My name is Jeremy Affeldt, and I am a left-handed relief pitcher for the San Francisco Giants. I have a tattoo on my left forearm that says, "No man shall live for himself." Major league athletes are known for what they do on the field, but my work off the field is important to me too. In fact, if I'm going to be known for anything, I'd like to be known for what I did for other people.
The Kansas City Royals gave me my first opportunity to play at the major league level. I played with the team through my first few seasons, but they traded me to the Colorado Rockies in 2006. That trade gave me a much-needed fresh start. You see, I was really struggling. I was living my dream, but I felt unfulfilled. I kept asking myself, "Is this it? Is this all there is? You go to the field, you win or lose, you're cheered or booed, and then you go home?" I couldn't help thinking, if my work didn't have an impact on the lives of the people around me, then why do it?
I looked for answers by reading and talking to friends, including my good friend Mike King. Mike runs a youth ministry in Kansas City called Youthfront, which includes the Something to Eat program. He inspired awareness in me of the problems of extreme poverty in places like Haiti and Uganda. Then when I signed with the Giants, I looked up Dave Batstone of the University of San Francisco. Dave is a co-founder of the Not For Sale Campaign, based in San Francisco, which works to end slavery once and for all. Thinking about children and their moms and dads getting stolen from their lives and sold into slavery really tore at my heart, so I joined Team Free2Play in order to pledge a portion of my salary to help build orphanages and hospitals.
I also started a nonprofit organization in my hometown of Spokane, called Generation Alive. We create young leaders, committed to serving others and responding to the needs in their community, like poverty and human trafficking. We achieve this by working alongside area schools and delivering hands-on experiential programs that challenge young people to think outside of themselves. We have positively impacted over 25,000 young people through our Something To Eat and A.L.I.V.E Internship programs and in the process have fed more than one million hungry people. Generation Alive has also taken the Something to Eat program to East Palo Alto and other parts of the Bay Area.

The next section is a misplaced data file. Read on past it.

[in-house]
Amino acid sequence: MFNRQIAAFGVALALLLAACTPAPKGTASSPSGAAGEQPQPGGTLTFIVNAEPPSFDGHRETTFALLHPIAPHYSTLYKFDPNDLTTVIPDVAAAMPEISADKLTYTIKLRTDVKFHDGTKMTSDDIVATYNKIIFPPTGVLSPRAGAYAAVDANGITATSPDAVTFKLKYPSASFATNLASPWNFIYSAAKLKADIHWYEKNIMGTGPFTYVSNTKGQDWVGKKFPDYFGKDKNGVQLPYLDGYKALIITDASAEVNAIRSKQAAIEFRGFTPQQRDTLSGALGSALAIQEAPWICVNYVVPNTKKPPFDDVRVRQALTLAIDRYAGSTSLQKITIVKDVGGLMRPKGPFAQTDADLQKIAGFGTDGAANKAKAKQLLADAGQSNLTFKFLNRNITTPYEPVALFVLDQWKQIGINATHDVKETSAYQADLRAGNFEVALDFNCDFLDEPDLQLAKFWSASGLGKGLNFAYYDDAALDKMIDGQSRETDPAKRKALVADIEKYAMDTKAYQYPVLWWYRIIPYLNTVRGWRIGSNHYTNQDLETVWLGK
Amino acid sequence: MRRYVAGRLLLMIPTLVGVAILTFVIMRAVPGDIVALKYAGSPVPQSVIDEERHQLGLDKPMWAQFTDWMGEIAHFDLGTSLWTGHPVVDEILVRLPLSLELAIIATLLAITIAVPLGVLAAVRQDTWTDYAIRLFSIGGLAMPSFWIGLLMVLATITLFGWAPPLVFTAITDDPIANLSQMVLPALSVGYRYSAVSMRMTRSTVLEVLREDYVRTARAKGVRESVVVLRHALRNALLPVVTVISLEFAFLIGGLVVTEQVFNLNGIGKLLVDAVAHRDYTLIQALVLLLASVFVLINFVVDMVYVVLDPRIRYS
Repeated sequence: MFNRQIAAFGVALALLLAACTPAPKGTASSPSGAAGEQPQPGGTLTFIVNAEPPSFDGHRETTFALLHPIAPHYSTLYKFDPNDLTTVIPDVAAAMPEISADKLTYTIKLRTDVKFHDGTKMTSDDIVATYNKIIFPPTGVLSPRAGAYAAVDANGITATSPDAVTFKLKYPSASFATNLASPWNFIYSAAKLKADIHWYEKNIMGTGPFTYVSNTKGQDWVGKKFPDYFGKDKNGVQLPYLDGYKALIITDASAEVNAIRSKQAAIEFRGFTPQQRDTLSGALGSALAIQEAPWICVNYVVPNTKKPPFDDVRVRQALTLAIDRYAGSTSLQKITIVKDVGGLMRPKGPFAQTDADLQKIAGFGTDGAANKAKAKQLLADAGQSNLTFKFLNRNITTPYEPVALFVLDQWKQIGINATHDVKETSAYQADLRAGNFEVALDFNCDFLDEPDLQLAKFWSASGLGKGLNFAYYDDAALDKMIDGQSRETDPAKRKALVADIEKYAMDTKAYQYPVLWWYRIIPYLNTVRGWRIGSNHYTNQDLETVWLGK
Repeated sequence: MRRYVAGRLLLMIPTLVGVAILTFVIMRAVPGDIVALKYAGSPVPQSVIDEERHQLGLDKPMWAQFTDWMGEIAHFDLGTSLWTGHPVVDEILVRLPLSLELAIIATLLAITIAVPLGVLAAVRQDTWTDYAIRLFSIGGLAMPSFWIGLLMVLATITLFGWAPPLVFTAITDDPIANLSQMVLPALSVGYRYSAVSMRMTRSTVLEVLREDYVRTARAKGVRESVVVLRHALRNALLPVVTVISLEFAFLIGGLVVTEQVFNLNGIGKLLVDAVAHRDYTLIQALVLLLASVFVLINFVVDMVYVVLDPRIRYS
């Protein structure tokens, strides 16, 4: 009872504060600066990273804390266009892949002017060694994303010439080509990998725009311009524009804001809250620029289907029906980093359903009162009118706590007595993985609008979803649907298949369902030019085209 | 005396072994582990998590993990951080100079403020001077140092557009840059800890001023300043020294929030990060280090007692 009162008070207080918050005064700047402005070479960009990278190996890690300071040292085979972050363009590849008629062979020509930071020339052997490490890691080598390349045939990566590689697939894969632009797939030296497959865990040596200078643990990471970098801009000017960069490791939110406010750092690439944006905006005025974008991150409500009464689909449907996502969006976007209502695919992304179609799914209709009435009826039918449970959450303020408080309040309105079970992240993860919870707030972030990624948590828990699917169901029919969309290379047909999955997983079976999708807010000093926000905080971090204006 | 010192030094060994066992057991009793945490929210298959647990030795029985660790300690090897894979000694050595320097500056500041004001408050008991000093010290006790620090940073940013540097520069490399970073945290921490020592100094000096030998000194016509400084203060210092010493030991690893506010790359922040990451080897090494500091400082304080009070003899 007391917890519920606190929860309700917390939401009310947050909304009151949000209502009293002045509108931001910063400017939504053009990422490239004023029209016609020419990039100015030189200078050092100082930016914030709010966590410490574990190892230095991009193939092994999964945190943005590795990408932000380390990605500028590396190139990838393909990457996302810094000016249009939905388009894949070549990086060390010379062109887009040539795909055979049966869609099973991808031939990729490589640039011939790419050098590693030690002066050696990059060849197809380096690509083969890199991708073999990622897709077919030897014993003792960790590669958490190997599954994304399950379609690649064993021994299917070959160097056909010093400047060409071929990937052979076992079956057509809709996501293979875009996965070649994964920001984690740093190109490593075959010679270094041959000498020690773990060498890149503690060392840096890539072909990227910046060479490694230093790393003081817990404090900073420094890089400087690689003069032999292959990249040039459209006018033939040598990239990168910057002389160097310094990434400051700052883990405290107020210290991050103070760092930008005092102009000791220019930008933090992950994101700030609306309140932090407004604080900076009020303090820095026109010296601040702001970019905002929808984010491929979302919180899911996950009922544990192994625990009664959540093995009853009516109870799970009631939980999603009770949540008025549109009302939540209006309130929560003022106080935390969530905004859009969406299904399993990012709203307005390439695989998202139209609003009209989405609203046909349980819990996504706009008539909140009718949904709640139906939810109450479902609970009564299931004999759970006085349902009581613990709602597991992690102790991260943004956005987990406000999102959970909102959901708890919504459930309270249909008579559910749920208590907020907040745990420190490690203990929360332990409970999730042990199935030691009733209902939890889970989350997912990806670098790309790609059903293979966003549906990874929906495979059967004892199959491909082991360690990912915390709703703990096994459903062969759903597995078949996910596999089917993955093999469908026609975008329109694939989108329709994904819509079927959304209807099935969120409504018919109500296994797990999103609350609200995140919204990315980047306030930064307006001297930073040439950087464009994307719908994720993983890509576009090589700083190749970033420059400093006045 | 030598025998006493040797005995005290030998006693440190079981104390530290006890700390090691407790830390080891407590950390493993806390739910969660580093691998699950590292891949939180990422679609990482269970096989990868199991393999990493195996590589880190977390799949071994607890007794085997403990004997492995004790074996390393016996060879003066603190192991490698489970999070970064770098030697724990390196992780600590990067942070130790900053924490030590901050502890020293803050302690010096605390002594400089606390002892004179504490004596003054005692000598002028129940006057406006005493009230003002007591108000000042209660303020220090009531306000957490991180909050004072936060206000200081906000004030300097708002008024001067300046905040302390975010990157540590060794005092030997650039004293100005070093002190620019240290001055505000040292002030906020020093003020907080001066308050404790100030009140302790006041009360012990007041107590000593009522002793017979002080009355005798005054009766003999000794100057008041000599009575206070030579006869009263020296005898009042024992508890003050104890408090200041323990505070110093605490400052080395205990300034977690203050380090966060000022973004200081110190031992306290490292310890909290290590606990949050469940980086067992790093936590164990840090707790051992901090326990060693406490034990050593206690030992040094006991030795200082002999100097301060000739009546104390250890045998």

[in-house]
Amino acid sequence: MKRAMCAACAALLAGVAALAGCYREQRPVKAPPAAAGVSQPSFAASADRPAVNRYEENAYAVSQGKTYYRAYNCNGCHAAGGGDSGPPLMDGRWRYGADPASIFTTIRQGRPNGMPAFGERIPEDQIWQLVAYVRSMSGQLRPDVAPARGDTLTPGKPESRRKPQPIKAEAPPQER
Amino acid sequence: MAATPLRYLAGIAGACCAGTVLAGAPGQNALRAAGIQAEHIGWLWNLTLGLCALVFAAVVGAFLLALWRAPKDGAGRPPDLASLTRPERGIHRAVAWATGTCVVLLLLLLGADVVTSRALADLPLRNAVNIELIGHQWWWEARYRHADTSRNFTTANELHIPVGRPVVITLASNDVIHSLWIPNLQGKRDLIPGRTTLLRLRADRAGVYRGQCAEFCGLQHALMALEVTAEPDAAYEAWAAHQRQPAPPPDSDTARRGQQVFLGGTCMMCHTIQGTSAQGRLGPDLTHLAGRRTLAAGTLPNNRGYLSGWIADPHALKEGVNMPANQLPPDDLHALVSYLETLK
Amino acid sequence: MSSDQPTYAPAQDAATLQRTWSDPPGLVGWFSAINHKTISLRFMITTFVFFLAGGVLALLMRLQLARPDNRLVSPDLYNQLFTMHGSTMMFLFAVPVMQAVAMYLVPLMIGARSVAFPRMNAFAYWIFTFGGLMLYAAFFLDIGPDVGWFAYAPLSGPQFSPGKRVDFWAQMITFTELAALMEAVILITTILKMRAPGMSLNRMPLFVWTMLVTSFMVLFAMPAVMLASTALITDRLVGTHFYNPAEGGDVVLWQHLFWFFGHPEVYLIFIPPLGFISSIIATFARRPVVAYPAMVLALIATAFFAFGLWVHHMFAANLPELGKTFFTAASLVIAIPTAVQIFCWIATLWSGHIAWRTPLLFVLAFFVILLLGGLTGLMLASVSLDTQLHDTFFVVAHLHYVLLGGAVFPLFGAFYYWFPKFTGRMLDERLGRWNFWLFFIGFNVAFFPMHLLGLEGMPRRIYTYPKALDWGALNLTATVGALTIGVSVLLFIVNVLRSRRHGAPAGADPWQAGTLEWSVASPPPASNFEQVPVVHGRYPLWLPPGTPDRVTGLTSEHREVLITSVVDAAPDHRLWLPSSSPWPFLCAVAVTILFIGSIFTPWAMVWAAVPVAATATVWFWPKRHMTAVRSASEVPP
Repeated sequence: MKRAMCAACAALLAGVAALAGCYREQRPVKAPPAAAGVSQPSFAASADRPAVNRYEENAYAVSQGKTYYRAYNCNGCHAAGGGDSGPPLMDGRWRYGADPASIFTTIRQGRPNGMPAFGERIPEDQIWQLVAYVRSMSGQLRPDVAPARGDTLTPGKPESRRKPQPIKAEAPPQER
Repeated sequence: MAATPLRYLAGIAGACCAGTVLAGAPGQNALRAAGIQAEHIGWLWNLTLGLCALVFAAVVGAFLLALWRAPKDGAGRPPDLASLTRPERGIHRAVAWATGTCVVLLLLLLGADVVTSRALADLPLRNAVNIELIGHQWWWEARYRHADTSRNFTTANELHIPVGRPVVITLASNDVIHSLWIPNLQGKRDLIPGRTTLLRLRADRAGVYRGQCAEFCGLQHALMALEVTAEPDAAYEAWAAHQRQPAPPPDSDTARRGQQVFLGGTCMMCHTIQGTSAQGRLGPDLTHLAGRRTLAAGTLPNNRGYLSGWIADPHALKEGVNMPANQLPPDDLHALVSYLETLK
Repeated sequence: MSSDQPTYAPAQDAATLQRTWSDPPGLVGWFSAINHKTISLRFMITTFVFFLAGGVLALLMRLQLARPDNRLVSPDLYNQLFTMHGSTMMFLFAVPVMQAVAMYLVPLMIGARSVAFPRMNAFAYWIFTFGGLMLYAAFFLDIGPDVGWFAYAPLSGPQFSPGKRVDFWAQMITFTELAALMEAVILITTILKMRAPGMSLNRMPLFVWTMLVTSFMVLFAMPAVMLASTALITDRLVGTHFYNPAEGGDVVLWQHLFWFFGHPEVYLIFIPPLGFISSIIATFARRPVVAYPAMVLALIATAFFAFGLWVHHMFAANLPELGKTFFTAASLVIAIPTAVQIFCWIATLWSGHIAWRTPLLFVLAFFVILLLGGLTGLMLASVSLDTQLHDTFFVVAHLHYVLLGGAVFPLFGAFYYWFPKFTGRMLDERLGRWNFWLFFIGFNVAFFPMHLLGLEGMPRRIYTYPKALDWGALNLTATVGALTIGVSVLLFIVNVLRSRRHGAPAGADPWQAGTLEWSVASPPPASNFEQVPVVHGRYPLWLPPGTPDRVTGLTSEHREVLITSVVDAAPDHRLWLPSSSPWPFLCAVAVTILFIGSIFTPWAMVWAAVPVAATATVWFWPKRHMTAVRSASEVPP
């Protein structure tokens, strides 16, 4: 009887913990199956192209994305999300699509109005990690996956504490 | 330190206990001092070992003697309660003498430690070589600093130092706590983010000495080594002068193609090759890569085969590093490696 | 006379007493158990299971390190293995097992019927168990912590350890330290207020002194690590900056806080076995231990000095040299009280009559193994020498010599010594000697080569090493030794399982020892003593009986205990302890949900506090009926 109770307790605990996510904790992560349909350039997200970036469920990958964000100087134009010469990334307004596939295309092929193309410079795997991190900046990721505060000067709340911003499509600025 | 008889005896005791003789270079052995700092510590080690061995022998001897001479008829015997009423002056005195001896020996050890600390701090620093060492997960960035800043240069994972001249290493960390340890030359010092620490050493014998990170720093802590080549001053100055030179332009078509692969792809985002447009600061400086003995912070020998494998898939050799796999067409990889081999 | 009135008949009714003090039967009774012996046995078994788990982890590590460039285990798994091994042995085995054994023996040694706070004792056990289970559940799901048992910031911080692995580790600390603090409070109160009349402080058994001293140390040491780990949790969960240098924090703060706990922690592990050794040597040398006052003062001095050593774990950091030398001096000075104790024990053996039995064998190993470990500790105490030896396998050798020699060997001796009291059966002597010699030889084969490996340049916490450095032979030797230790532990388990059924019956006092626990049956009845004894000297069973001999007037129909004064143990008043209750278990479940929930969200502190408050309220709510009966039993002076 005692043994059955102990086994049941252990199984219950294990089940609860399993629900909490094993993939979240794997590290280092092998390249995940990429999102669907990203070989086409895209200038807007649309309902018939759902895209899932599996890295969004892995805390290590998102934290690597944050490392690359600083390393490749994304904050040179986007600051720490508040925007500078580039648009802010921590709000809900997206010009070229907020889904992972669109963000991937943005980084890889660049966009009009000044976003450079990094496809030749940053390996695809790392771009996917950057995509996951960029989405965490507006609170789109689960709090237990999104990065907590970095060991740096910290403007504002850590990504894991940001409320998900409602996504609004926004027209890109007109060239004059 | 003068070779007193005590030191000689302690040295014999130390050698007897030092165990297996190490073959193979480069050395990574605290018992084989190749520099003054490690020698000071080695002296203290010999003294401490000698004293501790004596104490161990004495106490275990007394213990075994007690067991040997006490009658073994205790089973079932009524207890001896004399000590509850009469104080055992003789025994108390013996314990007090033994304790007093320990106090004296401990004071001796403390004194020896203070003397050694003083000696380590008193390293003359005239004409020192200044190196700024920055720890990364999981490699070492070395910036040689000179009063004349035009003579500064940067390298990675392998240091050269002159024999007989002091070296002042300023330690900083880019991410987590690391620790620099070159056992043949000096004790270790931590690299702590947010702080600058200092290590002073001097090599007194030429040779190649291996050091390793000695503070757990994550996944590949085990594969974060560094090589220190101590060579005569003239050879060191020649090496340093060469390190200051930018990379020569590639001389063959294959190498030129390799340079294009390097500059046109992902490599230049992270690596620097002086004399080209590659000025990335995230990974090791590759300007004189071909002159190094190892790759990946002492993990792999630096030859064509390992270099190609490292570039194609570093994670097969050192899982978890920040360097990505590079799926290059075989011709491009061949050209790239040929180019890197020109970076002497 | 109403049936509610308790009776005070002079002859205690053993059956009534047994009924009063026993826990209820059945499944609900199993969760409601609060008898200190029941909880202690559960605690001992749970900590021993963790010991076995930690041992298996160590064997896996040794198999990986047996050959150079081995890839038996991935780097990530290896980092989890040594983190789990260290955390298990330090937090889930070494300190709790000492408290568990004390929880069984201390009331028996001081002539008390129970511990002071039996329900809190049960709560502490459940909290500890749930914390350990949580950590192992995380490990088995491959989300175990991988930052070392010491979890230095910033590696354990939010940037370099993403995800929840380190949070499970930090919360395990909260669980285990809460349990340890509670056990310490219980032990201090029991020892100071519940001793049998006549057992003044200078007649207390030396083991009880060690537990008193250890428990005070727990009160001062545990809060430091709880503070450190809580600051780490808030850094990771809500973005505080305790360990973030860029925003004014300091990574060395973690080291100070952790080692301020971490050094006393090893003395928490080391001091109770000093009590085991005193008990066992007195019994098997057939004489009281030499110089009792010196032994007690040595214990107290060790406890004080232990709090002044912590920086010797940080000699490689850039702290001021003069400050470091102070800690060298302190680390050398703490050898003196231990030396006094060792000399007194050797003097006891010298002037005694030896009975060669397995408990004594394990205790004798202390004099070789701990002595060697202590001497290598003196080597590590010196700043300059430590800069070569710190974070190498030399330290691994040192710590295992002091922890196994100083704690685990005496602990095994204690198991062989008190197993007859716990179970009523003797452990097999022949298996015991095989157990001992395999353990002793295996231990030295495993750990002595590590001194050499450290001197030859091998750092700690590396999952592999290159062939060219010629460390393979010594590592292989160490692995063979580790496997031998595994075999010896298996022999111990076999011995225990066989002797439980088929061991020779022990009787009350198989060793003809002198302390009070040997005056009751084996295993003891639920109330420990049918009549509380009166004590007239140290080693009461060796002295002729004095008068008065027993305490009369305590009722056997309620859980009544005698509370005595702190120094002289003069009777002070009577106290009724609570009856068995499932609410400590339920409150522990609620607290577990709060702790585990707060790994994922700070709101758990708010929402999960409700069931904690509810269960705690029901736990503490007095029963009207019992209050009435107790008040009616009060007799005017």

Our young people have really good leadership skills. Adults follow their lead when they see young people getting excited about doing something selfless. And young people really do get excited about opportunities to give! I hear them saying, "We want to serve. We want to serve people who are hurting. We want to get outside of our own selfish needs. We want to help other people, because we have and they don't. We want to help with that." At any age, 15 years or 33 years, that's pretty exciting!
While working on these compassionate projects, I discovered my identity as a major league athlete. Wins and losses, cheering and booing, those things are exciting and wonderful, but they aren't the whole deal. When I pitch, I also pitch for people I don't even know. I pitch for people who cannot eat. I pitch for people who cannot drink. I pitch for people who do not have houses to live in. I pitch for the men, women, and children who are being sent into the world of human trafficking. And I raise my three boys to be selfless. "Follow your dreams," I tell them, "and do what you want to do. But don't do it for yourself. Do it for others. Love your neighbor as yourself!"
I've been given the ability to dream really big and to achieve at the highest level, and I've had success. But my true joy lies in finding ways to use my success to help other people succeed. Now that I understand that, I feel very fulfilled in doing what I do.
We're so excited for the Series! Thank you for supporting your teams!
This post has been modified since its original publication.